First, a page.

Study of patients with irritable bowel syndrome undergoing behavioral
self-management may strengthen understanding of brain-gut connections
(October 30, 2015) The microbiome in your gut can affect your brain: More and more data have recently shown that. But can it go the other way? Can brain changes affect your gut microbiome? And if so, do these changes affect your health and well-being?
A University at Buffalo researcher is leading a pilot study to answer that question. The goal is to determine whether behavioral self-management of a painful and common gastrointestinal disorder may lead to fundamental changes in the gut microbiome, the digestive system’s bacterial ecosystem.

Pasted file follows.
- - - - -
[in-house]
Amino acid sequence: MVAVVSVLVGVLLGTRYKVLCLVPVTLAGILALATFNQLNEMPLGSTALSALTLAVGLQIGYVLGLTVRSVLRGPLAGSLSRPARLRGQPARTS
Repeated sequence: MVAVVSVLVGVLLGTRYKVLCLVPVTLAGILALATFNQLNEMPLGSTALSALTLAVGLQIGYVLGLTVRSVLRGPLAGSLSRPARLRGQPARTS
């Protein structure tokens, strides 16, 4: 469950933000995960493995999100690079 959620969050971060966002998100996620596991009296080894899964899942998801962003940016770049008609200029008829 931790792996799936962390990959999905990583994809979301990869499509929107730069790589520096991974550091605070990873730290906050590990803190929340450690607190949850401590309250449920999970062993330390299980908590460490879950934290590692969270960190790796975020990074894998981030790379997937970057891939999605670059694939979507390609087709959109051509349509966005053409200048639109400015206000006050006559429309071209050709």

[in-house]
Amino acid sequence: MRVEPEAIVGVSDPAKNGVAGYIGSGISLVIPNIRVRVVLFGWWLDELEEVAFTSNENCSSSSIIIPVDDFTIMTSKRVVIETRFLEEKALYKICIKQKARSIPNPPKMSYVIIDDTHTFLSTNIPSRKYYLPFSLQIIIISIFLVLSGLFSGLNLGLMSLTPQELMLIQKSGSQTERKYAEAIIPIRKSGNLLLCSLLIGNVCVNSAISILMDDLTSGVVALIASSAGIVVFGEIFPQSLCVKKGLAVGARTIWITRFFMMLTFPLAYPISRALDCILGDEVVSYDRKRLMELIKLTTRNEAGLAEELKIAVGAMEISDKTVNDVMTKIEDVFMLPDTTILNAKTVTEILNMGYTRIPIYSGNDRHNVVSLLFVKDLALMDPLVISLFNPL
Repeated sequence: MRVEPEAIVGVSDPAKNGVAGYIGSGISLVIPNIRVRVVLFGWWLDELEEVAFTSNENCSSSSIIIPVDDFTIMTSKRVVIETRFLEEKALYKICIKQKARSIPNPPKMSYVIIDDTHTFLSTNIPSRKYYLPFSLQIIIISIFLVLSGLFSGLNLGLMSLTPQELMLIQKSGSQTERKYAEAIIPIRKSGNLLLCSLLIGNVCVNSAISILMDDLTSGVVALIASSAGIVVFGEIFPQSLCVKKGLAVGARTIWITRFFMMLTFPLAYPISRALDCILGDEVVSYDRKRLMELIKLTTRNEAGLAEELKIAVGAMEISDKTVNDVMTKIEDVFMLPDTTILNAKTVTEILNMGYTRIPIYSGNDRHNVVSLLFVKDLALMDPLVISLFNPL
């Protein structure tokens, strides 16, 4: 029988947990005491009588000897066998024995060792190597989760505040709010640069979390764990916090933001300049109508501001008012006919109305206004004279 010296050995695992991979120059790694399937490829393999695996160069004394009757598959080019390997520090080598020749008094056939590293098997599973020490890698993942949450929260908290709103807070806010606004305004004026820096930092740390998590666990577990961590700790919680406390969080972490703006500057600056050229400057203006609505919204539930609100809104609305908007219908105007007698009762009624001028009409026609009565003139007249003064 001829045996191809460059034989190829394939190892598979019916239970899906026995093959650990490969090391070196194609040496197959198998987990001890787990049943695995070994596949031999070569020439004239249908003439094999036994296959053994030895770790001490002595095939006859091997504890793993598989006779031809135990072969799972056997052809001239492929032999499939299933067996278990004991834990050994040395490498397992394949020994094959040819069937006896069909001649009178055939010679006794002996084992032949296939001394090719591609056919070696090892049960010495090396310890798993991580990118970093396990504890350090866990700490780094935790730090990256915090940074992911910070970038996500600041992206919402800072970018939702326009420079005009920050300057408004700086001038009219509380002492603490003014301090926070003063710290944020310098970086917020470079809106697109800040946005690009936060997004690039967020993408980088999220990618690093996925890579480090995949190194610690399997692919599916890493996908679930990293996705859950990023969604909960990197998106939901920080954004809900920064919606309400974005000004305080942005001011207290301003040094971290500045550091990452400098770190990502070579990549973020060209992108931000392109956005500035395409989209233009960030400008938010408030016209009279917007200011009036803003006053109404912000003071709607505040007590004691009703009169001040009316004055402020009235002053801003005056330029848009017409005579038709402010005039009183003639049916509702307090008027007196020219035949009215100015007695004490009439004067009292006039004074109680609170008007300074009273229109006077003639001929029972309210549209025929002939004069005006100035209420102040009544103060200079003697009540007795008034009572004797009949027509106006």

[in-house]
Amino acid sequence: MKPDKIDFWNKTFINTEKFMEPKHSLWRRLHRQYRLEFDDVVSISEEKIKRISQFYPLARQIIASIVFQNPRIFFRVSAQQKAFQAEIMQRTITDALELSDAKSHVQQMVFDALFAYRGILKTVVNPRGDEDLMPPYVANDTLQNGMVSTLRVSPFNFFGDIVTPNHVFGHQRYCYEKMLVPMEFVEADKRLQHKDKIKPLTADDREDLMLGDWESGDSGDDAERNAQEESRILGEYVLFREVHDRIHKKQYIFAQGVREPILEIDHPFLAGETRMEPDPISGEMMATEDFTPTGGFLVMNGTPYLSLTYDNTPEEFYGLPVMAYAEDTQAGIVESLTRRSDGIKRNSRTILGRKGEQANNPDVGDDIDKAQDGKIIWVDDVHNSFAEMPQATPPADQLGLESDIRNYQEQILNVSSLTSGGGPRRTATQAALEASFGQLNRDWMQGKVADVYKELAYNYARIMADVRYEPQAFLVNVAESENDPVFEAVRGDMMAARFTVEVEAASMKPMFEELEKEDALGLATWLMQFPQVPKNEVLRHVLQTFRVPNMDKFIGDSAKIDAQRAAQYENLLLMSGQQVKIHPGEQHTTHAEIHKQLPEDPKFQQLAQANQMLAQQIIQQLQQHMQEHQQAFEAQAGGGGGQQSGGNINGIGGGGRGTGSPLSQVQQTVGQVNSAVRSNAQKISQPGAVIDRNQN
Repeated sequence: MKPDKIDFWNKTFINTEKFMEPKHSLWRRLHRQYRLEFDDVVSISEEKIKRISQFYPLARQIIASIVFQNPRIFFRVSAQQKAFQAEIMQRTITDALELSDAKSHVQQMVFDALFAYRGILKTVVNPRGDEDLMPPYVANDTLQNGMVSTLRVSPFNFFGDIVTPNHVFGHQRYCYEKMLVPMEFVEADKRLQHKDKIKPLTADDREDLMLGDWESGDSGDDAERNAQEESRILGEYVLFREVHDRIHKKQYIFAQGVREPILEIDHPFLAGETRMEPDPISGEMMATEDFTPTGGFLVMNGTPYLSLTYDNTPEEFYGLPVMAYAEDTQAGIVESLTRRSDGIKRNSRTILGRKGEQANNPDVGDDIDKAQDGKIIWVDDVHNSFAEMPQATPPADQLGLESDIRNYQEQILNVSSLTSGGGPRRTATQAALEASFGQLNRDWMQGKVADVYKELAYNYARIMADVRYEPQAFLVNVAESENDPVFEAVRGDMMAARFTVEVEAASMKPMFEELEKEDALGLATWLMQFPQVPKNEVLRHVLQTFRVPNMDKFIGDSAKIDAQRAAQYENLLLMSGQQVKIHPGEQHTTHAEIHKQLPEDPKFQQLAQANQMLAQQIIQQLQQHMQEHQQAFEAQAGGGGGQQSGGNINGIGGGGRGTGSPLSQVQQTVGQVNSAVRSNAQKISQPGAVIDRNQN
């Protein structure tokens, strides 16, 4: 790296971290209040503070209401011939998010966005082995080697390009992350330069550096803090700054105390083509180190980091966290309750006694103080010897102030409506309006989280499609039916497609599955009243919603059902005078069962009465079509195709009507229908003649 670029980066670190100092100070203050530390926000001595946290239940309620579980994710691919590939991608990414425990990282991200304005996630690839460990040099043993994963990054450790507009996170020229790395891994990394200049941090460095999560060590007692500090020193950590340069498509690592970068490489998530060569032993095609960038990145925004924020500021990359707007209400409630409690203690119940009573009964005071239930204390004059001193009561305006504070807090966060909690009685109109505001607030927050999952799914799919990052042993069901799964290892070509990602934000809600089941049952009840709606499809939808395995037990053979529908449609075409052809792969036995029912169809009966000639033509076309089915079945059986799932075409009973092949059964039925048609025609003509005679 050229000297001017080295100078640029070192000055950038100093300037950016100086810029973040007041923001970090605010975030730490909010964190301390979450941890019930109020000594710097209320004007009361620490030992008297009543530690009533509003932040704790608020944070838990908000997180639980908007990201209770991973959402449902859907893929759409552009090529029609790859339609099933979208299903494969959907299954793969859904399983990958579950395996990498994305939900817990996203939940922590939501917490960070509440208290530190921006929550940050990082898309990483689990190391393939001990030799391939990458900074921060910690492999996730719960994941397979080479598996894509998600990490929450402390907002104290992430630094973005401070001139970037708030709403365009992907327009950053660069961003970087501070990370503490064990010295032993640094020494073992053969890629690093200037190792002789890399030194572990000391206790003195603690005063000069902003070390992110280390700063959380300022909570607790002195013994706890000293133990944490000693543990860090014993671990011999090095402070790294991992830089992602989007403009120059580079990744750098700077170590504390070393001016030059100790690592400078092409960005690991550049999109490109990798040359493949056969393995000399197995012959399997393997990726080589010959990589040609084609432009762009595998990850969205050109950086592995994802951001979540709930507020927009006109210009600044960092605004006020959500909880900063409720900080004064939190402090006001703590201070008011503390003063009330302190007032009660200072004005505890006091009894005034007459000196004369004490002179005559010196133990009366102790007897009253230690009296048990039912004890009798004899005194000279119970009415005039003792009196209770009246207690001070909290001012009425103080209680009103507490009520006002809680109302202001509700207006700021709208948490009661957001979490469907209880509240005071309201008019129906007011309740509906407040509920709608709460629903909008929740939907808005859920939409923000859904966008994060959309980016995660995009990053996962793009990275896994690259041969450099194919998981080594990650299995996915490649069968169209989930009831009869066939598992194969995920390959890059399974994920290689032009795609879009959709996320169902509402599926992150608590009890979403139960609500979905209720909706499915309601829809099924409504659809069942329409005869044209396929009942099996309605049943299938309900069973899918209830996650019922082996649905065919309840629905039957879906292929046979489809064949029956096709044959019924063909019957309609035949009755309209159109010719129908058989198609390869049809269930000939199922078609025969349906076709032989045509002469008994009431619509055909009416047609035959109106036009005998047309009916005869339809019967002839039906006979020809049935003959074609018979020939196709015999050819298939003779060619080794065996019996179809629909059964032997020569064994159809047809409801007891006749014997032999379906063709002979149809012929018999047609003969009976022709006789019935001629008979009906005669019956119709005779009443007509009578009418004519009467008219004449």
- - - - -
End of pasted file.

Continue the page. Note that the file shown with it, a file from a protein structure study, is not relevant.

The study is being conducted with a subset of patients enrolled in a large, National Institutes of Health-funded study being led by Jeffrey Lackner, PsyD, professor in the Department of Medicine in the Jacobs School of Medicine and Biomedical Sciences at the University at Buffalo and director of the Behavioral Medicine Clinic. That multicenter study focuses on whether a specific, non-drug treatment — a cognitive behavior therapy program — can relieve the often-debilitating symptoms of irritable bowel syndrome (IBS) for which there is no satisfactory medical treatment.